You are the product - Rise of the individual

The rise of the individual: Excerpts from “You are the product” by Joshua Klein (Chapter 4)

Book Title: You Are The Product

Written by: Joshua Klein

Chapter Title: The rise of the individual

You are the product - Rise of the individual - Quotations

Order Information:

Chapter 4: The rise of the individual

This rejection of established socio-commercial systems, like the idea that everyone needs to own their own car, is expanding.

People are owning less “stuff” and investing in experiences, instead.

Companies are treated as individuals, but are in fact aggregations of individuals.

This means that each person in a company can hide their actions behind a larger entity that has the financial and legal means, as well as an utter lack of moral imperative, to avoid paying the price for its actions.

Similarly, means of profit that used to be “normal” to organizations are becoming unacceptable to customers who are recognizing that the fees are no longer relevant.

Like banks that require five to seven days to change a single value in one database entry (bank account).

A recent study indicated that 40 percent of social networking accounts are spam – most of which are from bots being used to push products… Platforms line VirtuOz are launching automated chat agents on platforms such as Facebook and Twitter where they act like people who are in support of specific brands [VirtuOz was acquired by Nuance in 2013]

As individuals come to value intangibles – like trust, reputation, and relationships – that organizations cannot give them due to those values’ innately personal nature, those same companies are starting to resort to dirty tricks to continue to grow.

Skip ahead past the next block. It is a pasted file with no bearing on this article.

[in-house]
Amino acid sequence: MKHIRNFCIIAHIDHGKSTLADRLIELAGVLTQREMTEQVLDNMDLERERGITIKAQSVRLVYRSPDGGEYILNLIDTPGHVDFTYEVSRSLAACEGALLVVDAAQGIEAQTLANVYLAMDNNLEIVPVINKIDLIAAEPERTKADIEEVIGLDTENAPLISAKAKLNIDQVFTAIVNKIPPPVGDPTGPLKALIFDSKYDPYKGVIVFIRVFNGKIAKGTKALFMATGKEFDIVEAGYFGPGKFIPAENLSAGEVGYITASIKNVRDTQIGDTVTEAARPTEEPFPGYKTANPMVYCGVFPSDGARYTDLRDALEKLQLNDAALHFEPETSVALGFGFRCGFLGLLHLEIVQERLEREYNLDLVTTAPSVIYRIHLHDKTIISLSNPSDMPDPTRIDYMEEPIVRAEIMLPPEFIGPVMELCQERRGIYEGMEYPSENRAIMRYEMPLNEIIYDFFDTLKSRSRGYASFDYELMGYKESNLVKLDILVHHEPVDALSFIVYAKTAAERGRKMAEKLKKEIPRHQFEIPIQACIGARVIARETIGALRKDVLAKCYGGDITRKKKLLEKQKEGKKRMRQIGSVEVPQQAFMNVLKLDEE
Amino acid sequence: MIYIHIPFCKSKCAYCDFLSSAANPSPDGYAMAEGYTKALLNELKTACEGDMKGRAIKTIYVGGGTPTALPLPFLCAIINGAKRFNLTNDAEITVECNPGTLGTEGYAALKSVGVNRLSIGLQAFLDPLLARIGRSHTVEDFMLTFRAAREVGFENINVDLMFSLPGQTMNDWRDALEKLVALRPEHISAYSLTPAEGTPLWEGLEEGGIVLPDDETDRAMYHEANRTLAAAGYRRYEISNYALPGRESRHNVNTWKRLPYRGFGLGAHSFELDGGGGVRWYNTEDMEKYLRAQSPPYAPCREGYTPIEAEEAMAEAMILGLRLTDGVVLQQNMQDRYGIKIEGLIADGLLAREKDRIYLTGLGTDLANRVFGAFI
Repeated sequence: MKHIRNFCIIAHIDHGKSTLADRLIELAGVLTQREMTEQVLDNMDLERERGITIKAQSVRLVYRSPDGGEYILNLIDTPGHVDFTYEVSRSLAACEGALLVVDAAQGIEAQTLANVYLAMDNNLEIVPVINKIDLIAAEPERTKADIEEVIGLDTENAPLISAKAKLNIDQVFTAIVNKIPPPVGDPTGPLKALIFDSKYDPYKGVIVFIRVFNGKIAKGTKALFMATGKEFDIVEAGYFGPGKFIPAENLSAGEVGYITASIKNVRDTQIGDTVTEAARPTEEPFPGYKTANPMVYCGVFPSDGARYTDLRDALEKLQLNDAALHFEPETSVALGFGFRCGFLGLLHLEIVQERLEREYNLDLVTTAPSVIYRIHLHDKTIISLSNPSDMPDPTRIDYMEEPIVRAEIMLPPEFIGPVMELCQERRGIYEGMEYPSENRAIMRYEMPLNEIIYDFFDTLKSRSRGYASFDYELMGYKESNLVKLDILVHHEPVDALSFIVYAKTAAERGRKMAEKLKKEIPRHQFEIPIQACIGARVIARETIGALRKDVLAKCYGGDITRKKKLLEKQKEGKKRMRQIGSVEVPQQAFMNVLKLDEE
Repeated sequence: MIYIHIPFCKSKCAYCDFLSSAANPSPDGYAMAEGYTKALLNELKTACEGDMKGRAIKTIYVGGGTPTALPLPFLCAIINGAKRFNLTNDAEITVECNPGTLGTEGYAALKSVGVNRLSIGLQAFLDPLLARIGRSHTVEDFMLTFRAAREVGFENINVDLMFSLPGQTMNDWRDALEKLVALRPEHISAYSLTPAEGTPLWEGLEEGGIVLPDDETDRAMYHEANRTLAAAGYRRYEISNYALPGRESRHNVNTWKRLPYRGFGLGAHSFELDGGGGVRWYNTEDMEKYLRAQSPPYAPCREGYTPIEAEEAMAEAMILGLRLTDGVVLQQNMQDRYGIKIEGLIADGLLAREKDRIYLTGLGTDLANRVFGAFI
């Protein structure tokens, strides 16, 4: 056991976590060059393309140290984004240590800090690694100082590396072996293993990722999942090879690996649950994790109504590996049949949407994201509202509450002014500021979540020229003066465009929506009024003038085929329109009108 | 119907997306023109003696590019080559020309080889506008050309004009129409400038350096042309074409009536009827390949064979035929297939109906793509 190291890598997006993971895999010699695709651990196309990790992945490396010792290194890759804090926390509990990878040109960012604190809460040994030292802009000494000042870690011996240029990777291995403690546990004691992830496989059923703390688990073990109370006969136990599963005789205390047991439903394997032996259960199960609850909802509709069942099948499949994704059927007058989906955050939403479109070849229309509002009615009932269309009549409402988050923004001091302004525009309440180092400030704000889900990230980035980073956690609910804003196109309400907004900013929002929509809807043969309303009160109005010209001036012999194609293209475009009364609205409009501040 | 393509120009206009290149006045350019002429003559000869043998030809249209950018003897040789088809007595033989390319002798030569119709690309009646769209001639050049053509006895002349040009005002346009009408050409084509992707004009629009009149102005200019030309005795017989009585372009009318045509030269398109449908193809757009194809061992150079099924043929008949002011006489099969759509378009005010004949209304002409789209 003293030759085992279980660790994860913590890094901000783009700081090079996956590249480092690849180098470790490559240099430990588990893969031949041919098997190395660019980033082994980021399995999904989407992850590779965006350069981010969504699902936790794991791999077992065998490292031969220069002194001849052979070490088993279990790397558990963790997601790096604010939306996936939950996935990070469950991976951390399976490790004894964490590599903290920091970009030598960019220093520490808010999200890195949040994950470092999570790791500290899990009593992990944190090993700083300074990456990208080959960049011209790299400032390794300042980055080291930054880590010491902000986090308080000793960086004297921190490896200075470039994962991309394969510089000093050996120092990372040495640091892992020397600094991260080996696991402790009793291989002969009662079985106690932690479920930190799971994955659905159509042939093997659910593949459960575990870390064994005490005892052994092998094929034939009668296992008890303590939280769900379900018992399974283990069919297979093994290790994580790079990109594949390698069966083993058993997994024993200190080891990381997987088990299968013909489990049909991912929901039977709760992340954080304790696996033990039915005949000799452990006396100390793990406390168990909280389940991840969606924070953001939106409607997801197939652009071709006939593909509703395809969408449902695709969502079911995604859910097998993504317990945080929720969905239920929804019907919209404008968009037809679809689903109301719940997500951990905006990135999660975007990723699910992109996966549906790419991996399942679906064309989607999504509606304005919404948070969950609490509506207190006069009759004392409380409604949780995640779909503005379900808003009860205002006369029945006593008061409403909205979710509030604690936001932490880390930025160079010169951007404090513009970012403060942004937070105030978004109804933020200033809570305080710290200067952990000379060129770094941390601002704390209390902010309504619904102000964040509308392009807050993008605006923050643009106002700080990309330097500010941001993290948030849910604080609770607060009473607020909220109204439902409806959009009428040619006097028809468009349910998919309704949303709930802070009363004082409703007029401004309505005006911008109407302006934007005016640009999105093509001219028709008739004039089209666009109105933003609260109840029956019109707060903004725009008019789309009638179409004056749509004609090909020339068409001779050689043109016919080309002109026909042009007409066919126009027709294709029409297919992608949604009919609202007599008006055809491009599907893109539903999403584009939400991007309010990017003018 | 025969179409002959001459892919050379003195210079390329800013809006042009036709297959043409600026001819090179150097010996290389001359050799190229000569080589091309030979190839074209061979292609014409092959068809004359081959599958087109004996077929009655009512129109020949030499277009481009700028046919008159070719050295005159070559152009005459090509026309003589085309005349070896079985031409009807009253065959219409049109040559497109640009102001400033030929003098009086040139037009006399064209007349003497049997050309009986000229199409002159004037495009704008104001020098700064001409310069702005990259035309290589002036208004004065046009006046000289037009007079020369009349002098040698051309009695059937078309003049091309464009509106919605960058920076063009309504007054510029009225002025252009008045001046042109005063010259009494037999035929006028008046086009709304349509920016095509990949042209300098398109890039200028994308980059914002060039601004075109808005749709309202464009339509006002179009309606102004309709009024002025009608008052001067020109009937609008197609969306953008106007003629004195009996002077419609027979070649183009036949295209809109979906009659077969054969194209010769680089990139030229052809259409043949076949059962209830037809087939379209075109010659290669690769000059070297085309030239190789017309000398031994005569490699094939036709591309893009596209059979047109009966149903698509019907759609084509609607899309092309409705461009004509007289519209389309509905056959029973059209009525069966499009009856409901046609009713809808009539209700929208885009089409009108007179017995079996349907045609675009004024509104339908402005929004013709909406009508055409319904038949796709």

The result? A disconnect between individuals and the organizations.

Even Facebook, which pioneered so many of our now-standard social software norms, tends to be less legislative than older tech companies (like Microsoft, for example), who benefit more greatly from licensing fees than from third parties adding to their platforms and building their audience.

Again, it’s a different business model.

In the case of reputation, being transparent and available for collaboration or building on top of is a feature.

in case of “ownership” in the old sense of the word, that’s often a path to loss of profit.

In 2012, the Edelman Trust Barometer showed for the first time that trust and transparency are more important to corporate success than a company’s assets.

Note: To comply with the requirements of the fair use, the excerpts here are not necessarily the most important or the core concepts or even summary of the book. They are just a few sentences and statements I have highlighted in the book for later reference, hoping that reading them encourage you to buy the book and read it.